Training continued in camps at Ripon and Hurdcott before the battalion was posted overseas, first to Egpyt in December 1915 and then to the Western Front in France in March 1916.

In the days immediately before the Battle of the Somme, the battalion rested behind the lines in Warnimont Wood.

At night, most of the "Z" Coy gathered together for a sing-song and here once again the old Motor-cycling corporal, who was now Platoon Sergt. Kay, led the lads from Burnley and Blackburn and district in singing the old songs, that had been so gaily sung on the highways and byways of East Lancashire. "Cock Robin", "Bobby McGregor", "Whiter than the whitewash on the wall", "Who's your lady friend", "Totty will you go", "Oh my, what a rotten song" are some of the songs that will always be dear to "Z" Company. They are as much "Z" Coy as Sergt. Kay himself and both were great assets.3

Z Company formed part of the 3rd and 4th waves of the Accrington Pals' attack on Serre in the morning of 1st July 1916, going over the top from Campion and Monk Trenches at 7.29am. In a letter to his wife, Ernie described how he was wounded leading his platoon across No Man's Land:

I got up to the wire in front of the German's first line when I got my first hit - a piece of shrapnel or bullet through the right forearm, clean through, but not at all bad. I could use my arm. I got down then and waited for my men to come up, but could not see any. I crept up nearer to the German lines. I wanted to get close enough to drop a few bombs in their trench, but had not gone far before I got put out for a bit with one in the back. I thought it had finished me. I told a fellow so next to me. It was one in the back, and took away all feeling. I thought it had touched my backbone, but happily the use came back in a few minutes. But this was a very lucky escape, as the shot went clean through the pack on my back and missed the spine by just a fraction. The next wound was just a bit of shrapnel in the shoulder - nothing to speak of.4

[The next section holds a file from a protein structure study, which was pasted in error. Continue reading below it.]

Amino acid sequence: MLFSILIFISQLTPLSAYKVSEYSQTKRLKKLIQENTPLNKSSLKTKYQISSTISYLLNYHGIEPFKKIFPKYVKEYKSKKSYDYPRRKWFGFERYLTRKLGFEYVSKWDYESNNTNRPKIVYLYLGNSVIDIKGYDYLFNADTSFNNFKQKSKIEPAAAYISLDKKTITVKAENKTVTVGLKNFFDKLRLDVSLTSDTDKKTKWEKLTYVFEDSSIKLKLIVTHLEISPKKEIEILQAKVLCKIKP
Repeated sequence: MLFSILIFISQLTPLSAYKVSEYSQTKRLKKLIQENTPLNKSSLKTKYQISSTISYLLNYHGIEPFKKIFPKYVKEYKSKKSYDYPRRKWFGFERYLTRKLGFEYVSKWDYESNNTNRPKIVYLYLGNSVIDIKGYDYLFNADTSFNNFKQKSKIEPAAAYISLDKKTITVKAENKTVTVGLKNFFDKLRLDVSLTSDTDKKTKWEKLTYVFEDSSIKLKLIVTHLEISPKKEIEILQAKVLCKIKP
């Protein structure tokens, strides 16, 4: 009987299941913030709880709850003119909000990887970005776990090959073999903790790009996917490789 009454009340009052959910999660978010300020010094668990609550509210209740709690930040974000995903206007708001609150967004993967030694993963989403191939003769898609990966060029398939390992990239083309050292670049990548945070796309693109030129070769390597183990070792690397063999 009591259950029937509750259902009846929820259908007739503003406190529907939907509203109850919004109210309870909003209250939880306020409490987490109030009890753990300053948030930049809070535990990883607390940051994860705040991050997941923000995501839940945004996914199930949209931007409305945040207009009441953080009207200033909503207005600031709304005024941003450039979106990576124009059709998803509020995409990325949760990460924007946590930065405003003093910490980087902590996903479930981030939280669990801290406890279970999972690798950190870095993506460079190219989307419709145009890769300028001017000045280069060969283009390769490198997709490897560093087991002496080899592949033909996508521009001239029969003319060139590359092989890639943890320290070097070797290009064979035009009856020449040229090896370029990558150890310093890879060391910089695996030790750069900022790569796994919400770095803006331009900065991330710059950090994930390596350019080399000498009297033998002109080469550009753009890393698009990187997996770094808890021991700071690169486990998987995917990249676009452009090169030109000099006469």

Ernie was treated for his wounds in the Scottish National Red Cross Hospital at Bellahouston, Glasgow from which he was discharged on 13th September 1916. His life in the ranks soon came to an end when he was accepted for admission to No.2 Officer Cadet Battalion which he joined at Pembroke College, Cambridge on 3rd January 1917. He was appointed to a temporary commission with the rank of 2nd Lieutenant on 25th April and would have been delighted when he was posted back to his old battalion which he re-joined on 18th June.

In the spring of 1918, the Accrington Pals fought desperate defensive actions first at Ayette and then, during the Battle of the Lys, at Vieux Berquin. It was during the second action that Ernie won the Military Cross for gallantry over the days of 12th and 13th April. The citation was published in the Supplement to the London Gazette of 16th September 1918: